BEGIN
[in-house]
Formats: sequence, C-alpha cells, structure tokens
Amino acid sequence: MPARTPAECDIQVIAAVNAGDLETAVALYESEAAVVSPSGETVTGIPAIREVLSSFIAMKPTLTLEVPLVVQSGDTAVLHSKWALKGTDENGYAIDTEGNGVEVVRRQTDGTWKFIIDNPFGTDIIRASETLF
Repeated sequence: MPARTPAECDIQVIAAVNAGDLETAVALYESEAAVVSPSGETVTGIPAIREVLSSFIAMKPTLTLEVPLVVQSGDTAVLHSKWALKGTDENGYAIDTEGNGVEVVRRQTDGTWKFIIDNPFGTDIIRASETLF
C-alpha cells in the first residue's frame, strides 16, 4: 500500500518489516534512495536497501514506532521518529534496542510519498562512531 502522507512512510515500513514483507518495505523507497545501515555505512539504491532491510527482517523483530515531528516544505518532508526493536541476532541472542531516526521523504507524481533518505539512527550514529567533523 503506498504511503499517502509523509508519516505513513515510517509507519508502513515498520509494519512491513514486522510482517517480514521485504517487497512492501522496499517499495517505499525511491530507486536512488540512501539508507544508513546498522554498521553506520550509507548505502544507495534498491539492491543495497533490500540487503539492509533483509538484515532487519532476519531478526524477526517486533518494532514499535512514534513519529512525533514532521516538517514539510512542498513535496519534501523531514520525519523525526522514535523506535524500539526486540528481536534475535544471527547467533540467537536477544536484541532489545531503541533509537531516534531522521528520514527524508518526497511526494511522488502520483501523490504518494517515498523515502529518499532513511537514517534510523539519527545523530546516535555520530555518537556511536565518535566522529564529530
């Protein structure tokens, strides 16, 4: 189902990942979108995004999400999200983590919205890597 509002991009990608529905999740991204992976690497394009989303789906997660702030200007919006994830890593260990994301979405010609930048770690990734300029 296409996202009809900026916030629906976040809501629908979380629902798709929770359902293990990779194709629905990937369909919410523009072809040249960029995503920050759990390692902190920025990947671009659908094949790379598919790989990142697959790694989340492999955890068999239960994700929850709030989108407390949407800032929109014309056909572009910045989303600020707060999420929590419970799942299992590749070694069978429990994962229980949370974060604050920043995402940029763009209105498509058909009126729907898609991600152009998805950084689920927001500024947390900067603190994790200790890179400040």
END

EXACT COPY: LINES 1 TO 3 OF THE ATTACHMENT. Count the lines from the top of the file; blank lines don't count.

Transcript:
[in-house]
Formats: sequence, C-alpha cells, structure tokens
Amino acid sequence: MPARTPAECDIQVIAAVNAGDLETAVALYESEAAVVSPSGETVTGIPAIREVLSSFIAMKPTLTLEVPLVVQSGDTAVLHSKWALKGTDENGYAIDTEGNGVEVVRRQTDGTWKFIIDNPFGTDIIRASETLF